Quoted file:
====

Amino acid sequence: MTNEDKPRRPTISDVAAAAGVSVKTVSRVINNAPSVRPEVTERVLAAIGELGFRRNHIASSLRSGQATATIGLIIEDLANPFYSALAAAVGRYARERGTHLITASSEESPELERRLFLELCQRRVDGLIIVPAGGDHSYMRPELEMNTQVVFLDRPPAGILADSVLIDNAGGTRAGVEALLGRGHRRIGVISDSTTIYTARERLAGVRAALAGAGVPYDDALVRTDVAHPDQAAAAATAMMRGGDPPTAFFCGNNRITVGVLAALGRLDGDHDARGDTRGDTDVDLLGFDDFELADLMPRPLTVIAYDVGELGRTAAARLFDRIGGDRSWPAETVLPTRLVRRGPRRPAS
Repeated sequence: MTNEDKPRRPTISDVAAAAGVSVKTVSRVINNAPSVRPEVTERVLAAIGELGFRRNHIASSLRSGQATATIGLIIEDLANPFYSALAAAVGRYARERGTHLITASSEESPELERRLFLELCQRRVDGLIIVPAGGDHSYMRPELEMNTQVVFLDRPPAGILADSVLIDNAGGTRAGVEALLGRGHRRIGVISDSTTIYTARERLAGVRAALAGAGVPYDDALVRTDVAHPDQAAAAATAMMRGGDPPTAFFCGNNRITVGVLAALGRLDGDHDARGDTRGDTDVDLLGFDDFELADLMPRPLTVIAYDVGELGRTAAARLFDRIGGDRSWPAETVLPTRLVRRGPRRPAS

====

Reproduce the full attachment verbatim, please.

Amino acid sequence: MTNEDKPRRPTISDVAAAAGVSVKTVSRVINNAPSVRPEVTERVLAAIGELGFRRNHIASSLRSGQATATIGLIIEDLANPFYSALAAAVGRYARERGTHLITASSEESPELERRLFLELCQRRVDGLIIVPAGGDHSYMRPELEMNTQVVFLDRPPAGILADSVLIDNAGGTRAGVEALLGRGHRRIGVISDSTTIYTARERLAGVRAALAGAGVPYDDALVRTDVAHPDQAAAAATAMMRGGDPPTAFFCGNNRITVGVLAALGRLDGDHDARGDTRGDTDVDLLGFDDFELADLMPRPLTVIAYDVGELGRTAAARLFDRIGGDRSWPAETVLPTRLVRRGPRRPAS
Repeated sequence: MTNEDKPRRPTISDVAAAAGVSVKTVSRVINNAPSVRPEVTERVLAAIGELGFRRNHIASSLRSGQATATIGLIIEDLANPFYSALAAAVGRYARERGTHLITASSEESPELERRLFLELCQRRVDGLIIVPAGGDHSYMRPELEMNTQVVFLDRPPAGILADSVLIDNAGGTRAGVEALLGRGHRRIGVISDSTTIYTARERLAGVRAALAGAGVPYDDALVRTDVAHPDQAAAAATAMMRGGDPPTAFFCGNNRITVGVLAALGRLDGDHDARGDTRGDTDVDLLGFDDFELADLMPRPLTVIAYDVGELGRTAAARLFDRIGGDRSWPAETVLPTRLVRRGPRRPAS